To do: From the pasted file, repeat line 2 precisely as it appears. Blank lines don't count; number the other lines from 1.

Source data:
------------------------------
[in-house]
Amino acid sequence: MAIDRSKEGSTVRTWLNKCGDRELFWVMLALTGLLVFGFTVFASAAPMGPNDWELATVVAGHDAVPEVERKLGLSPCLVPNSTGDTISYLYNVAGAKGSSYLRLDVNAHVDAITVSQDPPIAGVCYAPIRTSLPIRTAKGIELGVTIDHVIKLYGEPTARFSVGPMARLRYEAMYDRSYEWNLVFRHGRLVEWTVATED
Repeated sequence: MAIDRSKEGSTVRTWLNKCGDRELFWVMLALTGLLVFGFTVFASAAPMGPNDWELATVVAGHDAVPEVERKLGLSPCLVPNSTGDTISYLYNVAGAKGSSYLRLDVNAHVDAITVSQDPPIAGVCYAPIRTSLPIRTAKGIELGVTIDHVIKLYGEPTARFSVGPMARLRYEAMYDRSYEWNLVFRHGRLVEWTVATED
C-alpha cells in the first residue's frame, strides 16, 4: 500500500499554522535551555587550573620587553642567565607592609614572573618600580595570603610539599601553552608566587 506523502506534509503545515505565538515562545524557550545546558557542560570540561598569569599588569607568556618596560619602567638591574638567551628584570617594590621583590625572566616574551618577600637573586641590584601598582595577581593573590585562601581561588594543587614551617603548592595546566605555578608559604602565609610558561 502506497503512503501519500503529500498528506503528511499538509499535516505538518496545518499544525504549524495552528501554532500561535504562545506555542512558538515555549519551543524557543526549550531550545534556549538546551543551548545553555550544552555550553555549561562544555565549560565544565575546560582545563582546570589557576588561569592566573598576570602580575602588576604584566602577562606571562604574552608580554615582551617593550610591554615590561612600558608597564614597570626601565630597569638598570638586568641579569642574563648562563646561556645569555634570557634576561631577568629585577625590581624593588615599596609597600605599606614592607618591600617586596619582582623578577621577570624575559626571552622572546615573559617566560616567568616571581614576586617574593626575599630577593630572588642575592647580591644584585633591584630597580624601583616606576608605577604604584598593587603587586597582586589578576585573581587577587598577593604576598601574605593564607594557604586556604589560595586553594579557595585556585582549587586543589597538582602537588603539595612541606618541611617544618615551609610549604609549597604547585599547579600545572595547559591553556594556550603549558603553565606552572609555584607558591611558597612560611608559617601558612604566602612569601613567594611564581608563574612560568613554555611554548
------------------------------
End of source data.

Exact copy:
Amino acid sequence: MAIDRSKEGSTVRTWLNKCGDRELFWVMLALTGLLVFGFTVFASAAPMGPNDWELATVVAGHDAVPEVERKLGLSPCLVPNSTGDTISYLYNVAGAKGSSYLRLDVNAHVDAITVSQDPPIAGVCYAPIRTSLPIRTAKGIELGVTIDHVIKLYGEPTARFSVGPMARLRYEAMYDRSYEWNLVFRHGRLVEWTVATED